15 Malaysian Military Members Arrested On Terror Ties Since 2013

Muzliza Mustafa
Kuala Lumpur
161003-my-military-620.jpg Malaysian army personnel demonstrate combat skills in a war situation during the opening day of 15th Defense Services Asia Exhibition in Kuala Lumpur, April 18, 2016.

Fifteen Malaysian military personnel have been arrested for alleged involvement in terrorist activities since 2013, according to the nation’s anti-terror chief, Ayob Khan Mydin Pitchay.

Of the 15, three were released after investigations, five were charged for terrorism-related activities, and seven others are being held under anti-crime laws that cover acts of terrorism, Ayob told BenarNews.

“We are working with the military on this matter. IS influences everybody; military and police personnel are not exempted,” he said, referring to the so-called Islamic State group.

On Sept. 26, Malaysian Defense Minister Hishammuddin Hussein was quoted as saying that about 1 percent of suspected IS supporters arrested to date were members of the nation’s armed forces.

He did not give the number of military suspects, or an overall number of people arrested for suspected ties to IS. But he said his department was taking the development seriously.

“We are going all out. The Military Religious Corps (Kagat) and Military Intelligence have been tasked to monitor and gather intelligence on our men and women for any signs that they may be influenced by militant propaganda,” Malaysian daily The Star quoted him as saying.

“Whoever has access to computer is exposed to the threat of Daesh,” he said, using another name for IS.

“Whether they are a soldier, whether it is our son, our children, could be a bus driver, they are considered to be someone that is potentially capable of conducting threats of that nature,” he said, speaking on the sidelines of an international military seminar in Kuala Lumpur.

Born-again Muslims

Low education levels and poor religious knowledge make some army personnel an easy target for IS radicalization, former Royal Malaysia Police special branch deputy director Hamid Bador told BenarNews.

“At the same time some of these soldiers, those who have gone astray, became born-again-Muslims. They cut corners to redeem past sins. Thus the shortest way to heaven is to be a mujahideen and die as a martyr,” he told BenarNews.

He said there is a need for a special de-radicalization program for the armed forces. “Mobilise the lower ranks in peacetime military activities. Do not leave them idle for too long,” he said.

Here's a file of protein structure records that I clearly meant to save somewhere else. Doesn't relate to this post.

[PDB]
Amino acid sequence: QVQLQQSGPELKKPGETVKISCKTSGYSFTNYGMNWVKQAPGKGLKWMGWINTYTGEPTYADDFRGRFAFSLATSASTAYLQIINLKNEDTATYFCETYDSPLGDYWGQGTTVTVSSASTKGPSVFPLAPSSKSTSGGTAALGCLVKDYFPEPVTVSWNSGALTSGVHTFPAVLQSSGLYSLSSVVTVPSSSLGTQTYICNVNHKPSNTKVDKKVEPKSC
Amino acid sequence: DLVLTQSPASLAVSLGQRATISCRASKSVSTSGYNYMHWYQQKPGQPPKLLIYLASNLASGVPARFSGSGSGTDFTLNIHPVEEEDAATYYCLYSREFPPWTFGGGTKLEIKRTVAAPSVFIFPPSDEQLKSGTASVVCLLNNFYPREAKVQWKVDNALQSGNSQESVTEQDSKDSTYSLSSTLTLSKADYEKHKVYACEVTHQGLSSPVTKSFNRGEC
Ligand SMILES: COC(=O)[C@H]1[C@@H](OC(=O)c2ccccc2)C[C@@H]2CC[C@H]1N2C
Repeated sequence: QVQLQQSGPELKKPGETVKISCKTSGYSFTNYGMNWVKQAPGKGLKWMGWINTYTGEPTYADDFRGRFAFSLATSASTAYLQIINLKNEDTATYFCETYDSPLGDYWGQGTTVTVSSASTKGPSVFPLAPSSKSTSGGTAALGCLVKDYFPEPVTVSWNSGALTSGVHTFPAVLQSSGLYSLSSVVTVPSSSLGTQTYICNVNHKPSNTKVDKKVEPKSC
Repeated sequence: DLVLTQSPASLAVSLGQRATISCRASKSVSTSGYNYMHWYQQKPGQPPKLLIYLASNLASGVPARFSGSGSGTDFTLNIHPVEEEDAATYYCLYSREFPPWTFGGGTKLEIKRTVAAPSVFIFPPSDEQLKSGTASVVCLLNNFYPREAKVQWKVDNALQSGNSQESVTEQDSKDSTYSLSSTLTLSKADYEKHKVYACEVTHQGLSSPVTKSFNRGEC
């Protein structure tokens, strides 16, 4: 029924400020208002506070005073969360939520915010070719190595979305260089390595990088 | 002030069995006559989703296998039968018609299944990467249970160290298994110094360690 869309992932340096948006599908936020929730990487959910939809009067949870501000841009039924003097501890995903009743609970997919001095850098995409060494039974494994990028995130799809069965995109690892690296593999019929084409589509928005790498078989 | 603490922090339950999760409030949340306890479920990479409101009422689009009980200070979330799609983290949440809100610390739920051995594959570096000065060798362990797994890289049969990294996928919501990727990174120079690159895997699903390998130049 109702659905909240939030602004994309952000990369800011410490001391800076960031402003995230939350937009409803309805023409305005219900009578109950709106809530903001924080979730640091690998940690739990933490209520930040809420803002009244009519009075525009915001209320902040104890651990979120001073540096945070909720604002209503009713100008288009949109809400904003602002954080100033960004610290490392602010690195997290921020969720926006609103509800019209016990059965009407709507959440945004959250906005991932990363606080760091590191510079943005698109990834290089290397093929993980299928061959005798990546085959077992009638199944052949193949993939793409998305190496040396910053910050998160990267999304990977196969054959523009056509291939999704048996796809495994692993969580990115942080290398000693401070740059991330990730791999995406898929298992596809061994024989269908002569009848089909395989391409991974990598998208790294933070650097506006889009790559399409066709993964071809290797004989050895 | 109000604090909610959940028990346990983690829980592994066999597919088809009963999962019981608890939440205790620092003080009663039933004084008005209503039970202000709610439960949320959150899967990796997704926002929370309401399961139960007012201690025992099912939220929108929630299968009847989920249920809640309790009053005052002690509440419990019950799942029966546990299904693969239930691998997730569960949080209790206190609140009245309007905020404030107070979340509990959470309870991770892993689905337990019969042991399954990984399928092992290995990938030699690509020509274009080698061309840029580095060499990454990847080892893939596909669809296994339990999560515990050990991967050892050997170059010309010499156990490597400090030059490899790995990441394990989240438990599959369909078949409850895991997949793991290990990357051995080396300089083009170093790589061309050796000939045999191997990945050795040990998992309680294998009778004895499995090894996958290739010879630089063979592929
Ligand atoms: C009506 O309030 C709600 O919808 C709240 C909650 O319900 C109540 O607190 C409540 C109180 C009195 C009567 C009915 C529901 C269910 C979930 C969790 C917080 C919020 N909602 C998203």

Ahmad El-Muhammady, an analyst assisting Malaysian authorities in de-radicalization programs, said the backgrounds of terror suspects detained by Malaysian police are diverse, indicating that IS propaganda has reached many parts of society.

“[T]o me this is not about number and percentage, it is about the existence of radical ideology that penetrated into military and security forces, regardless of how many of them [are] involved,” he told BenarNews.

A majority of the detainees are sympathetic to the sufferings of Muslims in war-torn countries such as Syria and “trying to help with all sincerity,” he said.

“In the case of military men, they feel that they can contribute to the struggle of Syrian people because they have combat skills, and weapon handling, and physical fitness. Knowing and unknowingly, they have breached the law of the land,” he said.

Ayob said 58 Malaysians are with IS in Syria or Iraq: 32 men, 10 women and 16 are children.

Of the 90 who joined the extremist group in the Middle East since 2013, 24 are believed to have been killed in battle, and eight were arrested after returning home, Ayob said.

Since 2013, authorities have arrested at least 230 suspected IS supporters on home soil and have warned that Malaysians returning from combat stints in Syria or Iraq could launch terrorist attacks at home.

In late June, IS claimed its first terrorist attack in Malaysia when two motorcyclists threw a hand grenade that exploded outside a nightclub in Puchong, Selangor, injuring eight people.


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